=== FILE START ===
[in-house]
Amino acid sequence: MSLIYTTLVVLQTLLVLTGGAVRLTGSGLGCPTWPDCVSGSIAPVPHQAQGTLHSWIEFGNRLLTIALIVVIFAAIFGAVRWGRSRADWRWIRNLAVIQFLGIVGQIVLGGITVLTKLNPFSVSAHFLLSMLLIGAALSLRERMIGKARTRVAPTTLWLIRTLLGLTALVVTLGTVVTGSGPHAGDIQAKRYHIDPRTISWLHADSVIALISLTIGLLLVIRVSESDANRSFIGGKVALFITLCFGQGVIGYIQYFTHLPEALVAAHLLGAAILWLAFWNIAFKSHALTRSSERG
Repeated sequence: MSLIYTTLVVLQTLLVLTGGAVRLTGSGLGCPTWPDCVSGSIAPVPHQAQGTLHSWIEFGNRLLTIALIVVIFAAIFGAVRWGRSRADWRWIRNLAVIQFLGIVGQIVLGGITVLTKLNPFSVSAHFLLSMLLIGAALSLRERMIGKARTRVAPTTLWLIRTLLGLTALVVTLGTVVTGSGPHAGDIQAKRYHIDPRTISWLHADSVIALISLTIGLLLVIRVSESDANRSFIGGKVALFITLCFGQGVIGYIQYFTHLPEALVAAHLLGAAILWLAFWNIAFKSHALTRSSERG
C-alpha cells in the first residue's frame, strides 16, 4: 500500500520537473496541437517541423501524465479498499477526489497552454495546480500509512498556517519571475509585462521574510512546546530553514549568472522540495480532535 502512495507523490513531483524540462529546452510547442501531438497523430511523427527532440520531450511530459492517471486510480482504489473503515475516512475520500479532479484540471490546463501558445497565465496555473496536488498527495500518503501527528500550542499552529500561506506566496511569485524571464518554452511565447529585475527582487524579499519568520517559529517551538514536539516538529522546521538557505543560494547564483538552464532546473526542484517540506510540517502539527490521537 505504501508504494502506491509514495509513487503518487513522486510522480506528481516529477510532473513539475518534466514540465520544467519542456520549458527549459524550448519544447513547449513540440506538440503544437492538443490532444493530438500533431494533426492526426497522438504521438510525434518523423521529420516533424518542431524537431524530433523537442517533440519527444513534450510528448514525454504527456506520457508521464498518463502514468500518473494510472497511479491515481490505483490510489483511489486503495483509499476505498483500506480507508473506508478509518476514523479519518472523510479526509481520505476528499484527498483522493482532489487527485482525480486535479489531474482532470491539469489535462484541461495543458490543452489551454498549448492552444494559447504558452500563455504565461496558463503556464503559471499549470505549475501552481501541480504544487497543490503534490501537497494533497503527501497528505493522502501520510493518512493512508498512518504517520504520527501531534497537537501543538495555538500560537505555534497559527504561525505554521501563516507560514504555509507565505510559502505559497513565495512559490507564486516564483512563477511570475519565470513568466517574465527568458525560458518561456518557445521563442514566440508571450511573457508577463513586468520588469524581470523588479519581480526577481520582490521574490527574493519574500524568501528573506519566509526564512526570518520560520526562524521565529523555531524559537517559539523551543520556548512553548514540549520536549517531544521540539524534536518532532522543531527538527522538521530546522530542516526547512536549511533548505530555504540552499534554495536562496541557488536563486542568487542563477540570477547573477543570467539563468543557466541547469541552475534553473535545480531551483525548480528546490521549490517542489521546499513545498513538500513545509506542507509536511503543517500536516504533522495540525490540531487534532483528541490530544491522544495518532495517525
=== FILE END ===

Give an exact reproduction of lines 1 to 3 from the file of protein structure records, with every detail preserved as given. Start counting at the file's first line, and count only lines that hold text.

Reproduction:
[in-house]
Amino acid sequence: MSLIYTTLVVLQTLLVLTGGAVRLTGSGLGCPTWPDCVSGSIAPVPHQAQGTLHSWIEFGNRLLTIALIVVIFAAIFGAVRWGRSRADWRWIRNLAVIQFLGIVGQIVLGGITVLTKLNPFSVSAHFLLSMLLIGAALSLRERMIGKARTRVAPTTLWLIRTLLGLTALVVTLGTVVTGSGPHAGDIQAKRYHIDPRTISWLHADSVIALISLTIGLLLVIRVSESDANRSFIGGKVALFITLCFGQGVIGYIQYFTHLPEALVAAHLLGAAILWLAFWNIAFKSHALTRSSERG
Repeated sequence: MSLIYTTLVVLQTLLVLTGGAVRLTGSGLGCPTWPDCVSGSIAPVPHQAQGTLHSWIEFGNRLLTIALIVVIFAAIFGAVRWGRSRADWRWIRNLAVIQFLGIVGQIVLGGITVLTKLNPFSVSAHFLLSMLLIGAALSLRERMIGKARTRVAPTTLWLIRTLLGLTALVVTLGTVVTGSGPHAGDIQAKRYHIDPRTISWLHADSVIALISLTIGLLLVIRVSESDANRSFIGGKVALFITLCFGQGVIGYIQYFTHLPEALVAAHLLGAAILWLAFWNIAFKSHALTRSSERG